A. His sense of humor
    B. His resiliency
    C. His short temper
    D. His melancholy
    E. His restraint
  2. The reaction to Farnham of people who saw him on the street indicates that they were
    A. commiserative
    B. sympathetic
    C. mistrustful
    D. altruistic
    E. affectionate

More free SAT practice test questions.

Scoring

The SAT comprises four sections: a Critical Reading section, a Writing section, a Mathematics section, and an Essay section. The content of the exam is presented in the table below:

Distribution of questions on the current SAT[13]
Section # of
Items
Time limit
(minutes)
Scaled score range Subscores
Critical Reading 67 70 200-800
Writing 49 60 200-800 20-80
Essay 1 25 2-12
Mathematics 54 70 200-800
Total 1 essay,
170 items
3 hours 45 minutes 600-2400
(plus essay score)

The Critical Reading and Mathematics sections each receive a scaled score between 200 and 800.[14] The Writing section receives a scaled subscore between 20 and 80 and the Essay section receives a subscore between 2 and 12. The Writing section and Essay section together receive a single scaled score between 200 and 800, of which the writing section counts for approximately 70 percent and the essay section counts for approximately 30%.[14]

Guessing is penalized on the SAT. Whereas correct answers yield +1 raw point, incorrect answers yield -¼ raw points, such that four incorrect answers will fully negate one correct answer. Answers left blank simply receive 0 credit.[15]

There is no single "passing score" on the SAT or any of its subsections. Individual colleges and universities that accept the SAT are free to determine their own score cutoffs.

In 2014, the scores of college-bound seniors corresponding to the 25th, 50th, and 75th percentiles were as follows:

SAT Percentiles, 2014[16]
Percentile Critical
Reading
Mathematics Writing
75th 570 600 560
50th 490 510 480
25th 420 430 410

Future Developments

In spring 2016, the "Redesigned SAT" will be launched.[17] This major revision removes the mandatory essay section, though an optional essay prompt will be provided.[13] In addition, although the Reading test and the Writing and Language test will remain separate sections of the SAT, these sections will receive a single collective scaled score from 200-800.[13] The revised examination is presented below:

Distribution of questions on the Revised SAT[13]
Section # of
Items
Time limit
(minutes)
Scaled score range
Reading 52 65 200-800
Writing and Language 44 35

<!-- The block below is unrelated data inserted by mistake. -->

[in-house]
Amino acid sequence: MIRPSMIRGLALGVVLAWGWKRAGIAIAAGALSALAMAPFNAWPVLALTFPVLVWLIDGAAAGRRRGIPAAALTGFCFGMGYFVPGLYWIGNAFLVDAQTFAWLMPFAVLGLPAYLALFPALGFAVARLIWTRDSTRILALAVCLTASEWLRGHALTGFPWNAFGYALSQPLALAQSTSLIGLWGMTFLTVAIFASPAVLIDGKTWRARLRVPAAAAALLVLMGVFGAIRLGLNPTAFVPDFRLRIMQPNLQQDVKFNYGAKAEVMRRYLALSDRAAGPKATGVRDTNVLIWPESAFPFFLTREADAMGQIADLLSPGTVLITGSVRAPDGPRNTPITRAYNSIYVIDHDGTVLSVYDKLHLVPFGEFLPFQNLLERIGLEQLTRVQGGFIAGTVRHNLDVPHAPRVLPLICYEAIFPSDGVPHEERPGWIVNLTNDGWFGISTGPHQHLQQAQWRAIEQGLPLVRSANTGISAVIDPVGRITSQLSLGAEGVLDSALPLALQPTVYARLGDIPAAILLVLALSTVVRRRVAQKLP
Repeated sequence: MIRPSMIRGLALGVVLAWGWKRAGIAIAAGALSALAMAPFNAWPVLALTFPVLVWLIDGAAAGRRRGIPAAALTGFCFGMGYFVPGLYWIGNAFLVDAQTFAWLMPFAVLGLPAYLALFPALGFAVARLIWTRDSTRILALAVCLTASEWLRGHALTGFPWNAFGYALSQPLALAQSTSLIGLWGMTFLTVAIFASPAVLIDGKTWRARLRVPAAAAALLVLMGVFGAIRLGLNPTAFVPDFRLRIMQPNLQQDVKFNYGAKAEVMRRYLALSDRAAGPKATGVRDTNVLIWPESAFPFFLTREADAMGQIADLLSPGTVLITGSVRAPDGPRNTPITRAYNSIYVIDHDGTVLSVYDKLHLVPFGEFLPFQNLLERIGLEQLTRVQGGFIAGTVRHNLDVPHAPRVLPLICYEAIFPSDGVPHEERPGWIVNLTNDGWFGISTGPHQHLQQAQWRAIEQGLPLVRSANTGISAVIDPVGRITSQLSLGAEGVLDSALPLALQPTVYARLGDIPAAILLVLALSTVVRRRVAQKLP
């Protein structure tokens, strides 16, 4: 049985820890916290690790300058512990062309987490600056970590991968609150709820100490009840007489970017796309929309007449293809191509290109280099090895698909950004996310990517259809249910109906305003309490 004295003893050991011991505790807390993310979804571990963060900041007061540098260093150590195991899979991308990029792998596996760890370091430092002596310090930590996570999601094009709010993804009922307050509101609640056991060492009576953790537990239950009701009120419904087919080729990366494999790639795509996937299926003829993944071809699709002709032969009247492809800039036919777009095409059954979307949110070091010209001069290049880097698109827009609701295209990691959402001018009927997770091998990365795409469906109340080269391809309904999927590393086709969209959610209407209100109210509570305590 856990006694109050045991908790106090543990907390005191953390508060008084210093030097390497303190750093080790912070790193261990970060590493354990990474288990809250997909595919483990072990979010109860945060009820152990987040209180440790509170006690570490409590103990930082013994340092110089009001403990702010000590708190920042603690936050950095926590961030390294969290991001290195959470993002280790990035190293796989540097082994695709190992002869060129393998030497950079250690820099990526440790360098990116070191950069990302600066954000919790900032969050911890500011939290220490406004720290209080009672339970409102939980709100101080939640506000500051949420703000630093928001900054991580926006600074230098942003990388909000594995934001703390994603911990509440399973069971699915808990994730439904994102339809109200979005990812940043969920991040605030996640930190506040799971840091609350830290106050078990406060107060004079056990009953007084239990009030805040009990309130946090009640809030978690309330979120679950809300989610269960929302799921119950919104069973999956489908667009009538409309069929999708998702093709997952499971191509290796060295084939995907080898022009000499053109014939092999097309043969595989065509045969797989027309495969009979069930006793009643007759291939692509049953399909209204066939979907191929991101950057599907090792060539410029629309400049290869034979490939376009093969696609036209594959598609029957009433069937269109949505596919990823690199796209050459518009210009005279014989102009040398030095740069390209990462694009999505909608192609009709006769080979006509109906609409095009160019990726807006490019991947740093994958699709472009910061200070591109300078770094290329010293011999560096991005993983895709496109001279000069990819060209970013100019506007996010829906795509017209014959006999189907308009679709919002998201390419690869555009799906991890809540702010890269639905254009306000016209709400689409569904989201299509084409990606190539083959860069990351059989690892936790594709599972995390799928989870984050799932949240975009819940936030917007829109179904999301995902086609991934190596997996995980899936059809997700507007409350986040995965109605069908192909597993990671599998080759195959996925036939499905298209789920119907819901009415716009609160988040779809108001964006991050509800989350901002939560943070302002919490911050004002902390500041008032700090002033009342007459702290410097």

Essay
(Optional)
1 50 2-8 on each
of three traits
Math 57 80 200-800
Total 1 optional essay,
153 items
3 hours
(plus 50 minutes
for optional essay)
400-1600
(plus optional
essay scores)

Another noteworthy change in the Revised SAT is that guessing will no longer be penalized.[17]

Answers to Sample Questions

Mathematics: 1;B 2;C 3;B 4;A English: 1;B 2;C 3;D Reading Comprehension: 1;D 2;C

Related Tests

References

  1. ^ a b c College Board: History of the Tests December 1 2014
  2. ^ The New York Times - Tamar Lewin - Testing, Testing: More Students Are Taking Both the ACT and SAT December 1 2014
  3. ^ a b The Washington Post - Nick Anderson - SAT usage declined in 29 states over 7 years December 1 2014
  4. ^ College Board: Register for the SAT December 2 2014
  5. ^ College Board: U.S. Services and Fees December 2 2014
  6. ^ College Board: SAT Fee Waivers December 2 2014
  7. ^ College Board: Score Availability December 2 2014
  8. ^ College Board: When to take the Test December 2 2014
  9. ^ College Board: Services for Students with Disabilities December 2 2014
  10. ^ College Board: Calendar December 2 2014
  11. ^ http://sat.collegeboard.org/register/sat-test-day-checklist SAT Test Day] 17 November 2014
  12. ^ SAT Test Content 17 November 2014
  13. ^ a b c d College Board: Overview: Current SAT vs. Redesigned SAT December 1 2014
  14. ^ a b College Board: Understanding Your Scores December 1 2014
  15. ^ College Board: How the SAT is Scored December 1 2014
  16. ^ College Board: 2014 College-Bound Seniors Total Group Profile Report December 1 2014
  17. ^ a b College Board: Redesigned SAT December 1 2014